"Both sides are committing war crimes," he said. "This is widespread, it’s endemic."

In another video posted online in October, two unarmed civilians are shot to death after being questioned, and denying, whether they were part of ISIS. When the camera pans to one man with a gun, he appears to be wearing a uniform and shoulder patch of Iraqi Special Forces, with Iraqi Army officers also nearby observing the atrocity.

Fighters who appear to be a mix of militia and army appearing in a separate 78-second video circulating in January — including some wearing Iraqi flags and Iraqi Special Forces patches — take pictures of a captured teenaged boy who appears terrified. “Didn’t you just shoot?” demands one fighter. The handcuffed boy, shoved to the ground, insists, “No, no, I did not shoot a single bullet.”

The men argue over whether to kill him, some asking the others to calm down, but they shoot him to death anyway as the sound of mortars and gunfire nearby punctuate the crime. “This is to avenge the martyrs,” one man says.

“I've seen all sorts of horrible things over the years... but I have never seen anything this bad in my life,” said Ali Khedery, an American former diplomat in Baghdad who advised five U.S. ambassadors in the Iraqi capital and three generals overseeing Middle East operations at U.S. Central Command.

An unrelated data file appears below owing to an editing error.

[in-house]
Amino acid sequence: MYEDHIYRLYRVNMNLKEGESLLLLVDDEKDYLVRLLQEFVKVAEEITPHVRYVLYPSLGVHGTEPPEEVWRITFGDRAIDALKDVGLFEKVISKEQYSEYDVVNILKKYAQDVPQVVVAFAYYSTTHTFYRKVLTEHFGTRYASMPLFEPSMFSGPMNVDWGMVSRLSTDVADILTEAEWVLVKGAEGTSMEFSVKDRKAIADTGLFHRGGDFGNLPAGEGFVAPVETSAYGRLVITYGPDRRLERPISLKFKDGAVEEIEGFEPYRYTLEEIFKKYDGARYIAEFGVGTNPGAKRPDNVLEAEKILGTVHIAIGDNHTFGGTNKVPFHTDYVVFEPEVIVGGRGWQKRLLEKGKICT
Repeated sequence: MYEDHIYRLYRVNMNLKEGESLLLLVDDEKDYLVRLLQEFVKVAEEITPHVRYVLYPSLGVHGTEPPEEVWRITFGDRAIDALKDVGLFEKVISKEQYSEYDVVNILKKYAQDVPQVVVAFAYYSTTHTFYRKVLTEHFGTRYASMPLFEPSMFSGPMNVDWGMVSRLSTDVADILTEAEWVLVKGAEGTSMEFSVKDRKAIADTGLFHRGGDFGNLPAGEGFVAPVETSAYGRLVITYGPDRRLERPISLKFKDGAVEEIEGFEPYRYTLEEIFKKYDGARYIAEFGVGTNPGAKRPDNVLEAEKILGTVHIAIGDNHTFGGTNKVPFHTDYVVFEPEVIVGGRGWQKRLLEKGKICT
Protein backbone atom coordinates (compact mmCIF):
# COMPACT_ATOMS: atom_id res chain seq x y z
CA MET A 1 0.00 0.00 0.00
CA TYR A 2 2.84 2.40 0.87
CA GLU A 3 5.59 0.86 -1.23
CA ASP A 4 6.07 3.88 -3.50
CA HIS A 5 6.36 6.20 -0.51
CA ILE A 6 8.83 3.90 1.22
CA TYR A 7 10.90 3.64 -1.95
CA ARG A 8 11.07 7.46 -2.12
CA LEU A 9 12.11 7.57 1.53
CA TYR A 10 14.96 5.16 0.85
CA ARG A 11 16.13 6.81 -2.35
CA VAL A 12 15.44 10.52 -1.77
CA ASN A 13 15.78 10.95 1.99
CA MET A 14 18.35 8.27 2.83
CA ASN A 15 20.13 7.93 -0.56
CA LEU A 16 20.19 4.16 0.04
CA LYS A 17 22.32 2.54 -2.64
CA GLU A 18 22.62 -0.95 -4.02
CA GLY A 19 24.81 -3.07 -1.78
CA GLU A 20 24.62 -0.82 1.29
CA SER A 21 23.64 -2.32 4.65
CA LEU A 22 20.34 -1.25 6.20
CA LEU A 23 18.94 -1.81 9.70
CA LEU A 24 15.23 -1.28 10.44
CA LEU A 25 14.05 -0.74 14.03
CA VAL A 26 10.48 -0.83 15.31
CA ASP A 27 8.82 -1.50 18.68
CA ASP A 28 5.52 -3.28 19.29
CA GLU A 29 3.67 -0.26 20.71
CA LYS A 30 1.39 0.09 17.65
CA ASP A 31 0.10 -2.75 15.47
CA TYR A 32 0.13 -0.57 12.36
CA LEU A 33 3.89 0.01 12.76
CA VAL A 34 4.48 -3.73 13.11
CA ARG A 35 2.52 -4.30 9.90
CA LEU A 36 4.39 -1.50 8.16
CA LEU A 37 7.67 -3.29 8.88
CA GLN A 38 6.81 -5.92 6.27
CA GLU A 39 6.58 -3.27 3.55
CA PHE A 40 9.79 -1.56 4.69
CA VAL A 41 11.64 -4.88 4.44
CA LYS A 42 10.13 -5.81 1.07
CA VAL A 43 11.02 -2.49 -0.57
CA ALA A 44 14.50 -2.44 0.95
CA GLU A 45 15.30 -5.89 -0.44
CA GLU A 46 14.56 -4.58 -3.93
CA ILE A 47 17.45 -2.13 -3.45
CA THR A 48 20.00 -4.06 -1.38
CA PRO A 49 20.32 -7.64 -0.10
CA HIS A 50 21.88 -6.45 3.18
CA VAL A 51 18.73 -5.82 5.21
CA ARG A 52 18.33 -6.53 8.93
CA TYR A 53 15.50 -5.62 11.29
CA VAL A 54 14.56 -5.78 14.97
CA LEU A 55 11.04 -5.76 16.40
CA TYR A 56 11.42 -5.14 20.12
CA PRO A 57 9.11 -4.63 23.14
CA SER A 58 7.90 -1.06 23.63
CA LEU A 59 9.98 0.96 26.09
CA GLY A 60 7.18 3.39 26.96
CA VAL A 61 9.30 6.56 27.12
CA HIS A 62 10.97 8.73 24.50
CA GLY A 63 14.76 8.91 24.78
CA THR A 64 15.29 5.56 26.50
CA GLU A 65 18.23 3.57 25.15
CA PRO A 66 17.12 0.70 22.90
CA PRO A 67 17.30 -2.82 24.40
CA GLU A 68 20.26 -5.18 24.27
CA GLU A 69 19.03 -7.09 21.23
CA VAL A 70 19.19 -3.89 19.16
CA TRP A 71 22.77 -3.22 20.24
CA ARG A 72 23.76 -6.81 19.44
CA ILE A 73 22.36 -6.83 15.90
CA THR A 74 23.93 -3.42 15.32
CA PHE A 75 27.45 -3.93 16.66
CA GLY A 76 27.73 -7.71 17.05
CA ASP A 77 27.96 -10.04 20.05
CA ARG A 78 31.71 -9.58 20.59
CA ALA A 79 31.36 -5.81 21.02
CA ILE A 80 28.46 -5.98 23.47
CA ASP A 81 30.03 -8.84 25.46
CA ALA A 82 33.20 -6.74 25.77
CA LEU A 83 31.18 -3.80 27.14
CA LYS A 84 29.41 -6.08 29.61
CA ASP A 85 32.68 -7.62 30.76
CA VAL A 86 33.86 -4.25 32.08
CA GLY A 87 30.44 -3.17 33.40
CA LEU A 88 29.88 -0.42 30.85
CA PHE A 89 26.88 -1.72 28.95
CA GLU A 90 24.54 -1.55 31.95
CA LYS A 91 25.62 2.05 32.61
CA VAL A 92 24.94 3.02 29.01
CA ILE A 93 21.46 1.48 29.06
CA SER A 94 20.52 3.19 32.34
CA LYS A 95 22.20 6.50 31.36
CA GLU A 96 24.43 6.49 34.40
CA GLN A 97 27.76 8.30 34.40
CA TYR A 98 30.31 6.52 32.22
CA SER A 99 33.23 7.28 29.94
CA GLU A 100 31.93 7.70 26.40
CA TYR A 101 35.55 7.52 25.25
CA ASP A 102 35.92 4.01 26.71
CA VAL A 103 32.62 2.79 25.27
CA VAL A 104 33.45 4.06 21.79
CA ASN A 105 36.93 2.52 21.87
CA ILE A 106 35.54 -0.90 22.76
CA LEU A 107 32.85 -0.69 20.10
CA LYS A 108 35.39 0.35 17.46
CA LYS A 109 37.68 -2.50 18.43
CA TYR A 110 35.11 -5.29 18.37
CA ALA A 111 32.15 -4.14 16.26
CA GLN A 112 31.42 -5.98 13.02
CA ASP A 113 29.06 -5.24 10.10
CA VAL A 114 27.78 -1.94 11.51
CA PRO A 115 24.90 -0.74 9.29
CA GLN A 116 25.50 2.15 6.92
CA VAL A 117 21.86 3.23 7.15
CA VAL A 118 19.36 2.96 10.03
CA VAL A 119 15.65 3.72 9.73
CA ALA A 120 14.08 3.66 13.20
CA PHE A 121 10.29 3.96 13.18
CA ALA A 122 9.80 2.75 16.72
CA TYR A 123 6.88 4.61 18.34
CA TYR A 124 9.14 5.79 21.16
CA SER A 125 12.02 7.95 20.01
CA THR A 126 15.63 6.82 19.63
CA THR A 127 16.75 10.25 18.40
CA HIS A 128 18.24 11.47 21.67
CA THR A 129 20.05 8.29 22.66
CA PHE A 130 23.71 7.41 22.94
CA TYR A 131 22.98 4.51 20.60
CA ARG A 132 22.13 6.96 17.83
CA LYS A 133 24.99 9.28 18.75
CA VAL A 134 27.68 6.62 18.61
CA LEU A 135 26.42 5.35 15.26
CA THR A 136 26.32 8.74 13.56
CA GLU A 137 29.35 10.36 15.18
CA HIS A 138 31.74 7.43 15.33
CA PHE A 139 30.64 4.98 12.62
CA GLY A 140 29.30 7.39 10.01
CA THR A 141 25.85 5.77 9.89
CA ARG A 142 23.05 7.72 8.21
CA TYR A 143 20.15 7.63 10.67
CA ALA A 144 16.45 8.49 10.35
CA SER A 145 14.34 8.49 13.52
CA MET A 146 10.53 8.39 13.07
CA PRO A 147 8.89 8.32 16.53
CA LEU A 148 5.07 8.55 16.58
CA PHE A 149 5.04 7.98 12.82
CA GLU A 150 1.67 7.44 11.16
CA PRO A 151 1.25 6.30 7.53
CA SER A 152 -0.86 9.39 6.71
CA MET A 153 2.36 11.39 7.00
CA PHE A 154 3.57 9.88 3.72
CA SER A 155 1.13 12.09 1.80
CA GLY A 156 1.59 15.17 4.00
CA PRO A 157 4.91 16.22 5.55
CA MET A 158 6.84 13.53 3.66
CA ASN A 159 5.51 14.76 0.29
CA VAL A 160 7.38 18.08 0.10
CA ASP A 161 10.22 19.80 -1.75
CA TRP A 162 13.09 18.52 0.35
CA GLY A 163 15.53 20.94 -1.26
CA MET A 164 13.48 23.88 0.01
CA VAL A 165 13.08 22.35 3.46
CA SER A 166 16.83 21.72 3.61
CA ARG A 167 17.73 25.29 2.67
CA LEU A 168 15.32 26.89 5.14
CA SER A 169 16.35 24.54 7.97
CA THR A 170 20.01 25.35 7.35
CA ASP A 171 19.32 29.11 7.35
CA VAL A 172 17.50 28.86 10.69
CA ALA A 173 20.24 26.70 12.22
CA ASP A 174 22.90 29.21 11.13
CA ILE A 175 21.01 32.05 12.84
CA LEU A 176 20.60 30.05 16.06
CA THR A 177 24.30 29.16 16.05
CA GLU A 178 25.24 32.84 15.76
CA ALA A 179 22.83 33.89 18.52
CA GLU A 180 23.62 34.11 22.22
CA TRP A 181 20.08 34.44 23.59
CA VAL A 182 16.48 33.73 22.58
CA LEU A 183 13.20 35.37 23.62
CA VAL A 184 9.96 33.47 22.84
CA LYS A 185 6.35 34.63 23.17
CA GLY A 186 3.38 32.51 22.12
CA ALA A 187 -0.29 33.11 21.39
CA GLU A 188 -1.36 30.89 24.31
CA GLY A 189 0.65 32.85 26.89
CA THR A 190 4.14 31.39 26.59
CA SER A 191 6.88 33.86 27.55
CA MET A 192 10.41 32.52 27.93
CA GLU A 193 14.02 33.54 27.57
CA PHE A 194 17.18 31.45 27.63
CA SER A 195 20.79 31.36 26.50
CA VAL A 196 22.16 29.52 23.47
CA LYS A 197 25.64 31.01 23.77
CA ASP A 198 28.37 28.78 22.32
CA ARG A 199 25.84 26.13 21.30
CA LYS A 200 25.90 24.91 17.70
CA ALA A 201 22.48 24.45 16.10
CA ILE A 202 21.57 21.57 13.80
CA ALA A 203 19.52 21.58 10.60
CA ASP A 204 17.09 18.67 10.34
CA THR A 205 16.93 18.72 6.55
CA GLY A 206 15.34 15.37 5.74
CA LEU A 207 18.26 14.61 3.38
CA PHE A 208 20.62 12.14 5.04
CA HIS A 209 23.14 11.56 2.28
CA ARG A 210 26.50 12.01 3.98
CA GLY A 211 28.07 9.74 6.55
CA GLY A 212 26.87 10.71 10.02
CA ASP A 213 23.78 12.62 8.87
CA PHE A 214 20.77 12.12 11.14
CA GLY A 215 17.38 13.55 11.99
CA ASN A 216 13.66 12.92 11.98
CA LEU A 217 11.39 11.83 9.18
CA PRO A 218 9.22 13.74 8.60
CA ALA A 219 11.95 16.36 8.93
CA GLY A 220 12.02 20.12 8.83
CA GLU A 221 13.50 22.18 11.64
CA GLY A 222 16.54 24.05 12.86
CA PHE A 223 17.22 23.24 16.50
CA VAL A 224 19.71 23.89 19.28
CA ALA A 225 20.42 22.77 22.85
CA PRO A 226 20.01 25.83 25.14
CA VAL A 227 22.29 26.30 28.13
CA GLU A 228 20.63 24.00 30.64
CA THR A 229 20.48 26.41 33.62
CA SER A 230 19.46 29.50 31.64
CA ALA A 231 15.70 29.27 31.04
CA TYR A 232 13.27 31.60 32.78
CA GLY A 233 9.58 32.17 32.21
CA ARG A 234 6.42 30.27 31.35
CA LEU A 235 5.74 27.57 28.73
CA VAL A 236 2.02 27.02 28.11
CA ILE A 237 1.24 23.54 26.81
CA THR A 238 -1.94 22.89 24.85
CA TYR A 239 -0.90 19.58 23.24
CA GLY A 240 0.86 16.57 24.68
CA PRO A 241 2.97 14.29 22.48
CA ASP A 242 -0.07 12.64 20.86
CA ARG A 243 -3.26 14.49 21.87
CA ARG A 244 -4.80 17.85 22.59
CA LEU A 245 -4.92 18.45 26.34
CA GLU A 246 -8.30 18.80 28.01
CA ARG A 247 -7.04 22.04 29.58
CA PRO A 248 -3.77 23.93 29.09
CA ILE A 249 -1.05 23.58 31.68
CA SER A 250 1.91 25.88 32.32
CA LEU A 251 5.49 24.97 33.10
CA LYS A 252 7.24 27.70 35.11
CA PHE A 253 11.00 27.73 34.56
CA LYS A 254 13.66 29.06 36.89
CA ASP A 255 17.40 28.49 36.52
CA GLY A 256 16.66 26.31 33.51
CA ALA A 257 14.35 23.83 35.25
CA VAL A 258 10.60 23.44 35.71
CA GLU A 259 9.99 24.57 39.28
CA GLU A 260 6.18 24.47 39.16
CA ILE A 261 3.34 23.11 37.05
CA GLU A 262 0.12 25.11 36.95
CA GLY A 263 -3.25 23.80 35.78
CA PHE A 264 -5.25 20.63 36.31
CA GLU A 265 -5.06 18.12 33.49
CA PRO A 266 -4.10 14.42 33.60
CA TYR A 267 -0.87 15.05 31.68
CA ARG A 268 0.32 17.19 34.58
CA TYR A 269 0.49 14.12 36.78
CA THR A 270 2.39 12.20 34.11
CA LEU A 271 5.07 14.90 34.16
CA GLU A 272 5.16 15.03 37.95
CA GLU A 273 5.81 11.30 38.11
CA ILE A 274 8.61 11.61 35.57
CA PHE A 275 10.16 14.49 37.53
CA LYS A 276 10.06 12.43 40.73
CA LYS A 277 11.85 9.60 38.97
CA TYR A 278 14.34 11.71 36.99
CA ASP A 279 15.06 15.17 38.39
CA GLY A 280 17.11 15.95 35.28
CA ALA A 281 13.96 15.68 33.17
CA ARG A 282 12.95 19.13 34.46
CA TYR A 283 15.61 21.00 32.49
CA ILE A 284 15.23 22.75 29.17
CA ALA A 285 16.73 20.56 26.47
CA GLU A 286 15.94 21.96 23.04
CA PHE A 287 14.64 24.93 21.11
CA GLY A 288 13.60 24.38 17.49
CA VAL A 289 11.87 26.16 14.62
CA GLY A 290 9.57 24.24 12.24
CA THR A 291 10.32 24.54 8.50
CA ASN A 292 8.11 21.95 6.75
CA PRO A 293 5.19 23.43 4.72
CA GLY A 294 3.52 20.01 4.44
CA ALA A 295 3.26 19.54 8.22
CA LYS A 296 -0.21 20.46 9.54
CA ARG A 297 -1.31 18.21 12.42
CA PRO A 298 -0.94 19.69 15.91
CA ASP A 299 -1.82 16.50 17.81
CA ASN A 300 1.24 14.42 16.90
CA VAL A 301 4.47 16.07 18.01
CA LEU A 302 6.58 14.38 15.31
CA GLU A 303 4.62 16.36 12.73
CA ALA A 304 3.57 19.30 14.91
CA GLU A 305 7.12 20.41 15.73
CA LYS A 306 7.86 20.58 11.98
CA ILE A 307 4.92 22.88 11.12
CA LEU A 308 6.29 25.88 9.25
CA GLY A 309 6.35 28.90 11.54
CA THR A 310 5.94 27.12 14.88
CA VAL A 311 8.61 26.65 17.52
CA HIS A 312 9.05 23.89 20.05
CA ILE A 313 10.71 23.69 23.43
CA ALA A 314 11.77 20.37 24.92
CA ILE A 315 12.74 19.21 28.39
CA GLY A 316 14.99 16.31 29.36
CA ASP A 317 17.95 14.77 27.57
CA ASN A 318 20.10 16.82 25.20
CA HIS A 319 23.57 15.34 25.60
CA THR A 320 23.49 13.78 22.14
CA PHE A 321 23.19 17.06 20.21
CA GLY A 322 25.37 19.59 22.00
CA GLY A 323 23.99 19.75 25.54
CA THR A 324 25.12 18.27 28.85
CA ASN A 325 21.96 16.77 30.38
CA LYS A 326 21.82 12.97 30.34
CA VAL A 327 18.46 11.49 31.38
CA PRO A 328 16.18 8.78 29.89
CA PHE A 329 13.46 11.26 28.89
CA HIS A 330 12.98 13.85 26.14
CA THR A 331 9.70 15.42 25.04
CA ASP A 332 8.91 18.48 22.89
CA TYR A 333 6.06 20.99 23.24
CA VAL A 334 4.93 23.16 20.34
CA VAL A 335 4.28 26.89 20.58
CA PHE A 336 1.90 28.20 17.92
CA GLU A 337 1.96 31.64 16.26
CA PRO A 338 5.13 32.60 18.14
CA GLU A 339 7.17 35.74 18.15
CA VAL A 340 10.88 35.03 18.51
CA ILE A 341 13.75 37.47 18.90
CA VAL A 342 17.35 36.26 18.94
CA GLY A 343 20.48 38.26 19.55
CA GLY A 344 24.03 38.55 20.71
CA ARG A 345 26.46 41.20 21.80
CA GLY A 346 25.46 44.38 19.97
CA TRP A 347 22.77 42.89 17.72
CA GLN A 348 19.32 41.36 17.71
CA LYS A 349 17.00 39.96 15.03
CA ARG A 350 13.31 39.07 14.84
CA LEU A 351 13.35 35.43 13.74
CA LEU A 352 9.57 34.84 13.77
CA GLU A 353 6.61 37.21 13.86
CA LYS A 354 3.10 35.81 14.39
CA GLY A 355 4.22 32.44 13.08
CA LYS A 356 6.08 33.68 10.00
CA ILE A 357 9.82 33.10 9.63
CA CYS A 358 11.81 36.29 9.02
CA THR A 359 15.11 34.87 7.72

Khedery recently wrote in Foreign Policy about another video, where a man was beaten and machine gunned to death by a gang who appeared to be both militias and Iraqi Special Forces with U.S.-donated M4A1 rifles. He said the video slaughter of the Iraqis accused by their killers of smuggling weapons for ISIS was far worse, because Iraqi government troops were present.

“It was the shooting of unarmed men. This is a U.S.-backed government. They carried U.S. weapons,” he said.